I’ve written about Ohio voters who were “mad as a wet hen in a thunderstorm” about vote by mail ballots that were mailed before Election Day but arrived late without a postmark and thus couldn’t be counted. You can add a veteran Utah legislator to that list, who is asking the Utah Supreme Court for a recount after he lost a recent primary by 9 votes with 70 late but unpostmarked ballots uncounted in the final tally.
In recent weeks, we have seen increasing concerns nationwide about cybersecurity – especially as we move closer to a national general election in November. Last week, EAC Vice-Chair Matt Masterson published a blog post that not only lays out what the EAC is doing to assist election offices across the nation but also suggests what those offices can do to help themselves.
Last week, The Pew Charitable Trusts released the latest edition of its Elections Performance Index (EPI) with data from the 2014 midterm election. In the most recent edition of electionlineWeekly, MIT’s Charles Stewart – a prime force behind the EPI – talked about what it means for American election administration now and going forward.
Back in late 2014, Illinois enacted a sweeping election bill that included Election Day registration. Now, a conservative group is planning to challenge the law in court, alleging that it improperly distinguishes between large and small counties – resulting in a partisan imbalance in its impact. Whatever the outcome, here’s hoping it doesn’t create (too much) uncertainty before Election Day.
The recent federal appeals court decision invalidating several changes to North Carolina election laws has placed one issue firmly in the hands of counties: early voting. Yesterday in Guilford County (Greensboro), that decision led to a raucous public meeting and a unanimous compromise plan that is intended to gain state approval – and as such was accepted if not embraced by community members.
Hennepin County, Minnesota is rolling out new e-pollbook technology this fall intended to speed check-in at the polls and improve absentee ballot logging as well as data transfer post-election. It’s a key development for the North Star State, which has been studying and discussing e-pollbooks since the defeat of voter ID in 2012 but now appears ready to move from discussion to deployment.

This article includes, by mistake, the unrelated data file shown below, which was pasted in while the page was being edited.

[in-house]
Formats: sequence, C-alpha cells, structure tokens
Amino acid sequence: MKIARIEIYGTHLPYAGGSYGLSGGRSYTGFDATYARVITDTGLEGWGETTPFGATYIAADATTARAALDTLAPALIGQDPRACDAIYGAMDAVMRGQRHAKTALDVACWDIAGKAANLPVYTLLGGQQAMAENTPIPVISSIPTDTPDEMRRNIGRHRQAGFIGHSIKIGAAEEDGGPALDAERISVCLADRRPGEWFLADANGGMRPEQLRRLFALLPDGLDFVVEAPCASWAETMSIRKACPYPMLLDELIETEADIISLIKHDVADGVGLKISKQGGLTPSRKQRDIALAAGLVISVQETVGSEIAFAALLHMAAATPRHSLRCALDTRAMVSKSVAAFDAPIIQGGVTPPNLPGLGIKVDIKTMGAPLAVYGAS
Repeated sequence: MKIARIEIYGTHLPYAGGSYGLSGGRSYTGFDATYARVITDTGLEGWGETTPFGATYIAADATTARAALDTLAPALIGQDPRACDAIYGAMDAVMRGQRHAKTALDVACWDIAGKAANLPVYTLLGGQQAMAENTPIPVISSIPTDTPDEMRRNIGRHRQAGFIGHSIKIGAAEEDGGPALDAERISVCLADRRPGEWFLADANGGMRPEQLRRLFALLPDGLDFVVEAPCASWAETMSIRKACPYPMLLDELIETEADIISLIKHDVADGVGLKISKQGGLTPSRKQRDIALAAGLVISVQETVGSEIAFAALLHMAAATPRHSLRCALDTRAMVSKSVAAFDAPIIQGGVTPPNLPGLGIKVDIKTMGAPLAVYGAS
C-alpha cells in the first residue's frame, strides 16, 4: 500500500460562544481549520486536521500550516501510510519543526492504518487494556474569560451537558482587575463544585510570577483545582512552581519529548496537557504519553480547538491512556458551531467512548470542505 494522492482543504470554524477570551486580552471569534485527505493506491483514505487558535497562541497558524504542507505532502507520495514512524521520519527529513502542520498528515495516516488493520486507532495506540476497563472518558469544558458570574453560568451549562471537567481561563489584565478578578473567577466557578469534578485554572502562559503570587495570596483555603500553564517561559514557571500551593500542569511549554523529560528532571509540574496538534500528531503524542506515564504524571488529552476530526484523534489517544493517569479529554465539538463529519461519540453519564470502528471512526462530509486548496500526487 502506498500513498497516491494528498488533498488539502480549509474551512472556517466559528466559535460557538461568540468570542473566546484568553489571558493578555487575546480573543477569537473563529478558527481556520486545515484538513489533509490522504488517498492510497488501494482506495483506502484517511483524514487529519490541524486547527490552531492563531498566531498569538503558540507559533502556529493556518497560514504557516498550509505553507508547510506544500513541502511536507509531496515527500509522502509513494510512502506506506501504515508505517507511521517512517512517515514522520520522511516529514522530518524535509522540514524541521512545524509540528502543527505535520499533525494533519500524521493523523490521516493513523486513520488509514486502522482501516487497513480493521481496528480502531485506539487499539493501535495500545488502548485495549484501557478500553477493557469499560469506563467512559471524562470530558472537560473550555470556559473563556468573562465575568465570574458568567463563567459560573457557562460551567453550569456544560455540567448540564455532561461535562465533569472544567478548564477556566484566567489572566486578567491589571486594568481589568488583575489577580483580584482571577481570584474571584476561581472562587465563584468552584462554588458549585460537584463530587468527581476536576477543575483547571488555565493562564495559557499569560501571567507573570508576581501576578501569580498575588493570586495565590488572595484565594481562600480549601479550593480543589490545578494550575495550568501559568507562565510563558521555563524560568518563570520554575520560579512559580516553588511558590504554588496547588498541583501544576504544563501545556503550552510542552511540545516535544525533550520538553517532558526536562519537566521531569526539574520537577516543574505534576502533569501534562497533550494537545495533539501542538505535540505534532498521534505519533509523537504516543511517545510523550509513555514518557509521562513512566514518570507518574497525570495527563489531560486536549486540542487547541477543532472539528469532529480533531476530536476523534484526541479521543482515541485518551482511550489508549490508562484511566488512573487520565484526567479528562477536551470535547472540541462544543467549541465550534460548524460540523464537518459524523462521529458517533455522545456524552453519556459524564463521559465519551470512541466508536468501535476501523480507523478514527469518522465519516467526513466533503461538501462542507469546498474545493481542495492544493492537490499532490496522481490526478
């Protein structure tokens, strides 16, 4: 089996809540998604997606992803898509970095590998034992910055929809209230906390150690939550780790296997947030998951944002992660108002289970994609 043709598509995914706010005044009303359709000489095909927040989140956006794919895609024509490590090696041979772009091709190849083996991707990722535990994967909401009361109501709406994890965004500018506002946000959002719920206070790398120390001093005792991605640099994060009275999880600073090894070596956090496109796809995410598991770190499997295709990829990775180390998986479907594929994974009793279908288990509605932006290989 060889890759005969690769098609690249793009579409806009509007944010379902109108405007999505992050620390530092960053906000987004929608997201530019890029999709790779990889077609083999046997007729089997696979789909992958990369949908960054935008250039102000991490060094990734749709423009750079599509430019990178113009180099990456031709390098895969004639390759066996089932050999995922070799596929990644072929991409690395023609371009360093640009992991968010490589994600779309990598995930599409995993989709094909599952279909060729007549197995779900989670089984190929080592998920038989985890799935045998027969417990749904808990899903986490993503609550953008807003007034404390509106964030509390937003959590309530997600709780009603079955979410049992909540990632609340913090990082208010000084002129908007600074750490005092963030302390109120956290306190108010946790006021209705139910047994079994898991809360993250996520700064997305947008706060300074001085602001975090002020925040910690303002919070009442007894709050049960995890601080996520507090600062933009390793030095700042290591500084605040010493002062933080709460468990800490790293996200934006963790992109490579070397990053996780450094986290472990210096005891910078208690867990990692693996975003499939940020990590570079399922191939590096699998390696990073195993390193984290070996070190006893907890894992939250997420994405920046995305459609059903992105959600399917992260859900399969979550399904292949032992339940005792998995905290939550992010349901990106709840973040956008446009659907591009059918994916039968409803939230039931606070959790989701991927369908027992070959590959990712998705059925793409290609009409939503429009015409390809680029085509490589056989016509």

A popular topic here on the blog has been the advent of early voting in Massachusetts – its enactment, concerns about implementation and a recent veto of state funding by the Governor (subsequently overriden by the legislature). Now, with the general election less than 100 days away, a new report finds that many cities and towns aren’t yet ready to implement the change.
Cybersecurity concerns related to recent news stories about email “hacks” and other cyberattacks have led the U.S. Department of Homeland Security to consider measures to protect the nation’s voting systems. It is vital for election officials in jurisdictions of every size and at every level to develop an awareness of cybersecurity issues – and, where possible to harden their systems against such attacks.
I missed a few blogging days this week, and – as often happens in an election year – the election world didn’t stand still while I was gone. Specifically, three more courts in three more states (North Carolina, Wisconsin and Kansas) issued rulings that will likely have an impact on this fall’s election. Indeed, the the litigation about these laws could very well last right up until voters go to the polls in November.